Various forms of sacramentals

1671 Among sacramentals blessings (of persons, meals, objects, and places) come first. Every blessing praises God and prays for his gifts. In Christ, Christians are blessed by God the Father "with every spiritual blessing."175 This is why the Church imparts blessings by invoking the name of Jesus, usually while making the holy sign of the cross of Christ.

1672 Certain blessings have a lasting importance because they consecrate persons to God, or reserve objects and places for liturgical use. Among those blessings which are intended for persons - not to be confused with sacramental ordination - are the blessing of the abbot or abbess of a monastery, the consecration of virgins, the rite of religious profession and the blessing of certain ministries of the Church (readers, acolytes, catechists, etc.). the dedication or blessing of a church or an altar, the blessing of holy oils, vessels, and vestments, bells, etc., can be mentioned as examples of blessings that concern objects.

1673 When the Church asks publicly and authoritatively in the name of Jesus Christ that a person or object be protected against the power of the Evil One and withdrawn from his dominion, it is called exorcism. Jesus performed exorcisms and from him the Church has received the power and office of exorcizing.176 In a simple form, exorcism is performed at the celebration of Baptism. the solemn exorcism, called “a major exorcism,” can be performed only by a priest and with the permission of the bishop. the priest must proceed with prudence, strictly observing the rules established by the Church. Exorcism is directed at the expulsion of demons or to the liberation from demonic possession through the spiritual authority which Jesus entrusted to his Church. Illness, especially psychological illness, is a very different matter; treating this is the concern of medical science. Therefore, before an exorcism is performed, it is important to ascertain that one is dealing with the presence of the Evil One, and not an illness.177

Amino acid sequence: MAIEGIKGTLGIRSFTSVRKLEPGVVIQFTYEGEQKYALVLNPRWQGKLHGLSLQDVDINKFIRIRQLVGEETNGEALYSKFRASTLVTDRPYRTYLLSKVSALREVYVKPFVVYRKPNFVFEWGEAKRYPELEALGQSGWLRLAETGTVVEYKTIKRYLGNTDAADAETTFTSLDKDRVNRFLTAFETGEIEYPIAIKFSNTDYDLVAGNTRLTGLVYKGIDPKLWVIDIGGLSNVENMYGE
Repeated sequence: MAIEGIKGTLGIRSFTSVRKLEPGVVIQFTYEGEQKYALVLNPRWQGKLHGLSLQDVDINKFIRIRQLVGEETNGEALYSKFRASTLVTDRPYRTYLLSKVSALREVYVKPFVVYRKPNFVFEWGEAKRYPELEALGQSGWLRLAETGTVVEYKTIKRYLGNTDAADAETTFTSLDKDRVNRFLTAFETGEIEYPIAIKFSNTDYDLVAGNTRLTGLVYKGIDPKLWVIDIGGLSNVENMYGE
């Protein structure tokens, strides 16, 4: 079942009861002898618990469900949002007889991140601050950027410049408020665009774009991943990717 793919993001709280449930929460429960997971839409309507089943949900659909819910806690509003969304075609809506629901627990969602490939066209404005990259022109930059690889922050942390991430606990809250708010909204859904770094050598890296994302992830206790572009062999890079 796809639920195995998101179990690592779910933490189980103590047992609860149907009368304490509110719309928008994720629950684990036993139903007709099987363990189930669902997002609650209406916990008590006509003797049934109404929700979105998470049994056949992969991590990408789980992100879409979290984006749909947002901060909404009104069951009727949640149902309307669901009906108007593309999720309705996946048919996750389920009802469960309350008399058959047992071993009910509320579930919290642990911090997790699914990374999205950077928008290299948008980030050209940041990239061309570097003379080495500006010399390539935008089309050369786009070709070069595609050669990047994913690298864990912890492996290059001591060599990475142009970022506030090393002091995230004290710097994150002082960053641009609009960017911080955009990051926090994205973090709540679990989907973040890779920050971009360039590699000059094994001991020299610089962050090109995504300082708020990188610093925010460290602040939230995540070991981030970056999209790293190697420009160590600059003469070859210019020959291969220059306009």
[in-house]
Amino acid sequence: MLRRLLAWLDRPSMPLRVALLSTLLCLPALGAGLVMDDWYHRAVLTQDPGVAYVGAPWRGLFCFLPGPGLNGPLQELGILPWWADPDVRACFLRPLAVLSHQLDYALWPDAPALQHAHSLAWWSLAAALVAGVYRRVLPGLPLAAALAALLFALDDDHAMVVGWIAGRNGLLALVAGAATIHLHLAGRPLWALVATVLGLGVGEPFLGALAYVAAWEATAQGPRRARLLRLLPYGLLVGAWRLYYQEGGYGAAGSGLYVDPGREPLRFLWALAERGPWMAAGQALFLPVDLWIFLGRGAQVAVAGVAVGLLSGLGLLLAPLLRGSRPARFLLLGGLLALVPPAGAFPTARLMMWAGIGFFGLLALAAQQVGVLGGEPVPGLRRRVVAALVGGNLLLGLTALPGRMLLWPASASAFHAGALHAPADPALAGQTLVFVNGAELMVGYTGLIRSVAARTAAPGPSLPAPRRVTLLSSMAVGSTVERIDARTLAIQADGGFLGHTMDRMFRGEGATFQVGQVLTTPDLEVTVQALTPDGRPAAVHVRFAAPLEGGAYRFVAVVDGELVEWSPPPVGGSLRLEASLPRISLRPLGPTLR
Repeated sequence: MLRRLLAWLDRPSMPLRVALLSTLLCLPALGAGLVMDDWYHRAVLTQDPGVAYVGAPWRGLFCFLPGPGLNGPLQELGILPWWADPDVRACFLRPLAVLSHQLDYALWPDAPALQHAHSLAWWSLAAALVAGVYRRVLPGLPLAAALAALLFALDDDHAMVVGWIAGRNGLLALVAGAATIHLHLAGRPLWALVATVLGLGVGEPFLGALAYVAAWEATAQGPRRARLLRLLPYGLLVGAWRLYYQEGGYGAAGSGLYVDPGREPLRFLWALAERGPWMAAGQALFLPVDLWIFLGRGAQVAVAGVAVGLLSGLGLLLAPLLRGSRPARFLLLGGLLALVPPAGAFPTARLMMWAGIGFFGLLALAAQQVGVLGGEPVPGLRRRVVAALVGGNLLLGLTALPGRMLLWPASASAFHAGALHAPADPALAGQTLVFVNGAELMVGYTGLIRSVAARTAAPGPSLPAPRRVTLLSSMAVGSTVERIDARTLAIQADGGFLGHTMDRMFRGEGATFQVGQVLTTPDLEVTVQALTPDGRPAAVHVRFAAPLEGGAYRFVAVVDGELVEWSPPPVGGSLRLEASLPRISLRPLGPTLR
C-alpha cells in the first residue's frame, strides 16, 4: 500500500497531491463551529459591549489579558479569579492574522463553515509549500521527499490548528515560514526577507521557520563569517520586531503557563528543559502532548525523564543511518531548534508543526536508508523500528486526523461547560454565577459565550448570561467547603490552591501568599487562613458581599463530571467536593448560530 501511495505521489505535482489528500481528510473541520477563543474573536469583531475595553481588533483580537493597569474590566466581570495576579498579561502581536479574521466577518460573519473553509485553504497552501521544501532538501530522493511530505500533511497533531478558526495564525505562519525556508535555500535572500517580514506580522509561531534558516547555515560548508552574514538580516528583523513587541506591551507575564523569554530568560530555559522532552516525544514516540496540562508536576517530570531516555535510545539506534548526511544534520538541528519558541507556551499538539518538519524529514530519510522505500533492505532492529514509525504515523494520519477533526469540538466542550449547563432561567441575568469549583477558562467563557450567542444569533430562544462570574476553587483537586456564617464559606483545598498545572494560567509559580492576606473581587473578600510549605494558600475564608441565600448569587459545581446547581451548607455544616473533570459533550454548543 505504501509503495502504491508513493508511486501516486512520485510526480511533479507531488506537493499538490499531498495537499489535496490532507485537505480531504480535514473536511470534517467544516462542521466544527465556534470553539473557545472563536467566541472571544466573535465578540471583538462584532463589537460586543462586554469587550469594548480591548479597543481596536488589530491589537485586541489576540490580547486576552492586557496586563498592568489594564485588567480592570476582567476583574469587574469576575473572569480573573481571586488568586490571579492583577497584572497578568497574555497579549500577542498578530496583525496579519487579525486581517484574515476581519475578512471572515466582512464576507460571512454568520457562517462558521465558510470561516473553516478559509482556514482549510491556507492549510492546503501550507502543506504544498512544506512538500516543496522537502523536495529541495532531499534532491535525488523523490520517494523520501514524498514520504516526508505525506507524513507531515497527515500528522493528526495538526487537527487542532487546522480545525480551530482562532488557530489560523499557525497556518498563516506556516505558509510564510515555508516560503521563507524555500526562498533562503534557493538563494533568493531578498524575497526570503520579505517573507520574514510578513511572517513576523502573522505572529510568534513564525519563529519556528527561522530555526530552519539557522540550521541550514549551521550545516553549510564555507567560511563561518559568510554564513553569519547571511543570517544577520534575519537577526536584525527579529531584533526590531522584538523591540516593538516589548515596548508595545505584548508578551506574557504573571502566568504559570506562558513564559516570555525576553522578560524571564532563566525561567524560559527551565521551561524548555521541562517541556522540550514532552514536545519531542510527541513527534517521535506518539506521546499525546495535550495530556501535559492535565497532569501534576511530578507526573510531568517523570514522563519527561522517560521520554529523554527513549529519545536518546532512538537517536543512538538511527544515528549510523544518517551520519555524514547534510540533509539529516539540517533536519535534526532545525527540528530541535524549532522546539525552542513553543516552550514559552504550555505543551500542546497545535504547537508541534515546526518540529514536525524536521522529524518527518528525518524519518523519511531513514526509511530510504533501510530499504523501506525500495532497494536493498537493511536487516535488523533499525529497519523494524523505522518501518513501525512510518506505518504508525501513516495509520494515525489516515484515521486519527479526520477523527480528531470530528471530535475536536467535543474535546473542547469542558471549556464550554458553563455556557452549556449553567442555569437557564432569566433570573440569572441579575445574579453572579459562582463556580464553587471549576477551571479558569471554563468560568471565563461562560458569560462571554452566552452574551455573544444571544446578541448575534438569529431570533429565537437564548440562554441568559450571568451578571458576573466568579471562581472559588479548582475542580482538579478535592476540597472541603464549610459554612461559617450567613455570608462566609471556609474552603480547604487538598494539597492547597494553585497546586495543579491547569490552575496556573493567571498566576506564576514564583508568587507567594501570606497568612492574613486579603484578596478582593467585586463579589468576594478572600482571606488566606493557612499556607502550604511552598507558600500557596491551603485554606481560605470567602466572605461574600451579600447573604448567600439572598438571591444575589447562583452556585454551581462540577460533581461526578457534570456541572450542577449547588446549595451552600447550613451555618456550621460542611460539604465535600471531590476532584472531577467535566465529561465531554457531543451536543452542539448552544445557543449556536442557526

PS yes you can sprinkle holy water yourself

You can pray a rosary with or without it being blessed. It’s the prayers, the intentions that count. A previous poster hit it on the nose when he said that sacramentals help with the disposition of the user.

When I asked my priest to bless a medal for me, he didn’t say “may this medal have power, ect.” He did it thusly, “May this medal strengthen and inspire its wearer for all spiritual needs, in the name of the Father, and of the Son, and of the Holy Spirit, amen.”

That being said, blessings are real, and they have power…because God has power. Also, the devil hates blessed objects.

It takes a matter of seconds for a priest to bless something - I can’t see any priest resenting being asked for a few seconds of his time to do so.

I’ve had priests, even busy ones, bless ME sometimes as well as whatever object I was asking them to bless.

Any priest can bless those objects. You could definitely stop a priest after Mass (provided there is not a long line of people behind you waiting to leave and/or shake the priest’s hand). It only takes a minute.